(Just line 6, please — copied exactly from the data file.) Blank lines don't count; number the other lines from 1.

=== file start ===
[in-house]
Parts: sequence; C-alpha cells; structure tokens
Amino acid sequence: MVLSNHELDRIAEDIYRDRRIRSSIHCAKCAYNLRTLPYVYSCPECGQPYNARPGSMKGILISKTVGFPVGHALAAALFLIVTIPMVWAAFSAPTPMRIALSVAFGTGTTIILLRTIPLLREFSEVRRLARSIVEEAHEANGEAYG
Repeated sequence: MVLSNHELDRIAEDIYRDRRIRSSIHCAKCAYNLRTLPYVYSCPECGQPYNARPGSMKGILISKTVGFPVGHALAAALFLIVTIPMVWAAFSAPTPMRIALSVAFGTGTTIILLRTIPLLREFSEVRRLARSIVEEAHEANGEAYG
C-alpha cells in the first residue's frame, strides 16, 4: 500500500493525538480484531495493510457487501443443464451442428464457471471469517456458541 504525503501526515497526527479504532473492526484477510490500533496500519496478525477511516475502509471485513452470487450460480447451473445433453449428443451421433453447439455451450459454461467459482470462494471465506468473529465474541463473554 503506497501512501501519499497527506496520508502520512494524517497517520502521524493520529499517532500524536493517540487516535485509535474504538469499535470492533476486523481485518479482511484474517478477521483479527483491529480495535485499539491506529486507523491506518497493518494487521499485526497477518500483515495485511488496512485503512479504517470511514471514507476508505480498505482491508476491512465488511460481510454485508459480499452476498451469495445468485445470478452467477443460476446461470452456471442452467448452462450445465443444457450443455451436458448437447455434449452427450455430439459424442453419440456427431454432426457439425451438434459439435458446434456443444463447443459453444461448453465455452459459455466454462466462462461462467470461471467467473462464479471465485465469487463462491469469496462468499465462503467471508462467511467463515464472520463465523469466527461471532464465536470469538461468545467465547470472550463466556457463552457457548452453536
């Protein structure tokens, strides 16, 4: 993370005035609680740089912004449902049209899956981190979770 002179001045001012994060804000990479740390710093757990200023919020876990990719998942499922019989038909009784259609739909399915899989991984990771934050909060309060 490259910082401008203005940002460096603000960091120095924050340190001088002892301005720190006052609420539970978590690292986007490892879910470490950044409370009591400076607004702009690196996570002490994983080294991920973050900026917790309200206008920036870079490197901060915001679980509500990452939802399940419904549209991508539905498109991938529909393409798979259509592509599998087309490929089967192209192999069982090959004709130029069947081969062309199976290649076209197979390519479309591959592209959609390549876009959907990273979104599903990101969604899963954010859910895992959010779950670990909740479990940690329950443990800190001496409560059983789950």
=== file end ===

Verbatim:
């Protein structure tokens, strides 16, 4: 993370005035609680740089912004449902049209899956981190979770 002179001045001012994060804000990479740390710093757990200023919020876990990719998942499922019989038909009784259609739909399915899989991984990771934050909060309060 490259910082401008203005940002460096603000960091120095924050340190001088002892301005720190006052609420539970978590690292986007490892879910470490950044409370009591400076607004702009690196996570002490994983080294991920973050900026917790309200206008920036870079490197901060915001679980509500990452939802399940419904549209991508539905498109991938529909393409798979259509592509599998087309490929089967192209192999069982090959004709130029069947081969062309199976290649076209197979390519479309591959592209959609390549876009959907990273979104599903990101969604899963954010859910895992959010779950670990909740479990940690329950443990800190001496409560059983789950």